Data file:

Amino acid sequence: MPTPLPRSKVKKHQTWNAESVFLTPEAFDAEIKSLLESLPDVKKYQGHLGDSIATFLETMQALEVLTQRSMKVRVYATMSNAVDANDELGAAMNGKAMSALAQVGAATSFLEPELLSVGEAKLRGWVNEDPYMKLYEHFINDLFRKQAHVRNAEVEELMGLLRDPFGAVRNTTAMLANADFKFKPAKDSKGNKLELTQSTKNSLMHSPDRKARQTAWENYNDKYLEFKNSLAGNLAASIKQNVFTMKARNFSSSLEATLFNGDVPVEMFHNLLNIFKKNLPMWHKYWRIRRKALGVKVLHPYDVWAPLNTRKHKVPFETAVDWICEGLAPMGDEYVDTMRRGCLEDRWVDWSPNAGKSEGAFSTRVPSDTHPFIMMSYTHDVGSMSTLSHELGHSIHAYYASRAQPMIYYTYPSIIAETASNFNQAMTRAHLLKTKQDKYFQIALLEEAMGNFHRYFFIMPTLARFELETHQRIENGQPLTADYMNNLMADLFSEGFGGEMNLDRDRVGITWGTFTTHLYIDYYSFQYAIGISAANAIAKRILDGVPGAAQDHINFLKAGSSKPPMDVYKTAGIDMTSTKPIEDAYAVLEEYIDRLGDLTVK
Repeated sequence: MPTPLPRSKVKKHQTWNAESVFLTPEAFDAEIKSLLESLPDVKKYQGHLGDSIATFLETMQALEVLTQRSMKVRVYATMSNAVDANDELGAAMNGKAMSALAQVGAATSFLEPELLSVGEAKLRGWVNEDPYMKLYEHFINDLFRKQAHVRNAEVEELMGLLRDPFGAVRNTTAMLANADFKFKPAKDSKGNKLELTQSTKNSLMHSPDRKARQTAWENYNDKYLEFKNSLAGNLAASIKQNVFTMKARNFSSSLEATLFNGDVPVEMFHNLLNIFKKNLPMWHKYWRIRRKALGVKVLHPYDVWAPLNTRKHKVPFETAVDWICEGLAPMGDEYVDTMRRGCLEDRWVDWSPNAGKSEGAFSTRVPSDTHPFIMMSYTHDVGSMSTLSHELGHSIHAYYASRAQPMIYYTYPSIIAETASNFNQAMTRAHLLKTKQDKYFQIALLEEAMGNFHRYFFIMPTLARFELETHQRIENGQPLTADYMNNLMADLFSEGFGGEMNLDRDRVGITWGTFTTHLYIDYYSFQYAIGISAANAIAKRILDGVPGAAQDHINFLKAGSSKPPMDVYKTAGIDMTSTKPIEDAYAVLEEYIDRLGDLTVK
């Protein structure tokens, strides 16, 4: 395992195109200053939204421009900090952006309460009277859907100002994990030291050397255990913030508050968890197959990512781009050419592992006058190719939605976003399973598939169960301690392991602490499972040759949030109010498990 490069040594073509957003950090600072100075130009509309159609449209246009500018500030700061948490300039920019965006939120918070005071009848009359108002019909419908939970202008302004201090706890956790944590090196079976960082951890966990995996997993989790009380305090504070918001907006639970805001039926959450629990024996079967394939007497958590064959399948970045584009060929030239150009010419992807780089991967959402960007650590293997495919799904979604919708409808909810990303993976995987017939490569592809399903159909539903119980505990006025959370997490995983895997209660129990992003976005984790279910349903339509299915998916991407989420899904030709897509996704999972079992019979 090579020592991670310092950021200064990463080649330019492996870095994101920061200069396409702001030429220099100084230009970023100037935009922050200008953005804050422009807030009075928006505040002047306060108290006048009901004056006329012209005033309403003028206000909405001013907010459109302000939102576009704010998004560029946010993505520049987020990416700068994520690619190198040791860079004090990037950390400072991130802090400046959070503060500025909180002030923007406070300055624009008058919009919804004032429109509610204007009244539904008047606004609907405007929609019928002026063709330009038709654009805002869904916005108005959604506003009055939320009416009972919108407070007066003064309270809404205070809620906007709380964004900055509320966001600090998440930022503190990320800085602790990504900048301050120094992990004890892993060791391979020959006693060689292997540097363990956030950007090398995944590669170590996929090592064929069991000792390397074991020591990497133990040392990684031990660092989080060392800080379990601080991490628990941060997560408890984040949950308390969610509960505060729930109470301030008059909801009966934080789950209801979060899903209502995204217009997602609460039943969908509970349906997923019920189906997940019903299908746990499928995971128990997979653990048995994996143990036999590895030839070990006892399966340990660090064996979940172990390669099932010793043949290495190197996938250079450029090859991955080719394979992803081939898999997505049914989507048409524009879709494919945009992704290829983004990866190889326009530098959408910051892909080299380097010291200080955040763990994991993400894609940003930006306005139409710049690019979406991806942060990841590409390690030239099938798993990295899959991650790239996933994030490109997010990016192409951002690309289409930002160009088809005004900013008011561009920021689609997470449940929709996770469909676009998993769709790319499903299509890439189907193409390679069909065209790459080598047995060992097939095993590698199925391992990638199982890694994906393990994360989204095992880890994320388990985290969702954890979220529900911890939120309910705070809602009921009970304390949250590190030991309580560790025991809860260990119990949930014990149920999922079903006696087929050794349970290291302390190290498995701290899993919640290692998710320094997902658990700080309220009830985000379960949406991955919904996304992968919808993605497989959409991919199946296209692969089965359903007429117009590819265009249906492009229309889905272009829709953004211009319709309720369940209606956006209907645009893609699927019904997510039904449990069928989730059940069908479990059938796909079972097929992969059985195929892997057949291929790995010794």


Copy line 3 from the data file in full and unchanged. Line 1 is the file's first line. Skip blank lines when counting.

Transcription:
């Protein structure tokens, strides 16, 4: 395992195109200053939204421009900090952006309460009277859907100002994990030291050397255990913030508050968890197959990512781009050419592992006058190719939605976003399973598939169960301690392991602490499972040759949030109010498990 490069040594073509957003950090600072100075130009509309159609449209246009500018500030700061948490300039920019965006939120918070005071009848009359108002019909419908939970202008302004201090706890956790944590090196079976960082951890966990995996997993989790009380305090504070918001907006639970805001039926959450629990024996079967394939007497958590064959399948970045584009060929030239150009010419992807780089991967959402960007650590293997495919799904979604919708409808909810990303993976995987017939490569592809399903159909539903119980505990006025959370997490995983895997209660129990992003976005984790279910349903339509299915998916991407989420899904030709897509996704999972079992019979 090579020592991670310092950021200064990463080649330019492996870095994101920061200069396409702001030429220099100084230009970023100037935009922050200008953005804050422009807030009075928006505040002047306060108290006048009901004056006329012209005033309403003028206000909405001013907010459109302000939102576009704010998004560029946010993505520049987020990416700068994520690619190198040791860079004090990037950390400072991130802090400046959070503060500025909180002030923007406070300055624009008058919009919804004032429109509610204007009244539904008047606004609907405007929609019928002026063709330009038709654009805002869904916005108005959604506003009055939320009416009972919108407070007066003064309270809404205070809620906007709380964004900055509320966001600090998440930022503190990320800085602790990504900048301050120094992990004890892993060791391979020959006693060689292997540097363990956030950007090398995944590669170590996929090592064929069991000792390397074991020591990497133990040392990684031990660092989080060392800080379990601080991490628990941060997560408890984040949950308390969610509960505060729930109470301030008059909801009966934080789950209801979060899903209502995204217009997602609460039943969908509970349906997923019920189906997940019903299908746990499928995971128990997979653990048995994996143990036999590895030839070990006892399966340990660090064996979940172990390669099932010793043949290495190197996938250079450029090859991955080719394979992803081939898999997505049914989507048409524009879709494919945009992704290829983004990866190889326009530098959408910051892909080299380097010291200080955040763990994991993400894609940003930006306005139409710049690019979406991806942060990841590409390690030239099938798993990295899959991650790239996933994030490109997010990016192409951002690309289409930002160009088809005004900013008011561009920021689609997470449940929709996770469909676009998993769709790319499903299509890439189907193409390679069909065209790459080598047995060992097939095993590698199925391992990638199982890694994906393990994360989204095992880890994320388990985290969702954890979220529900911890939120309910705070809602009921009970304390949250590190030991309580560790025991809860260990119990949930014990149920999922079903006696087929050794349970290291302390190290498995701290899993919640290692998710320094997902658990700080309220009830985000379960949406991955919904996304992968919808993605497989959409991919199946296209692969089965359903007429117009590819265009249906492009229309889905272009829709953004211009319709309720369940209606956006209907645009893609699927019904997510039904449990069928989730059940069908479990059938796909079972097929992969059985195929892997057949291929790995010794």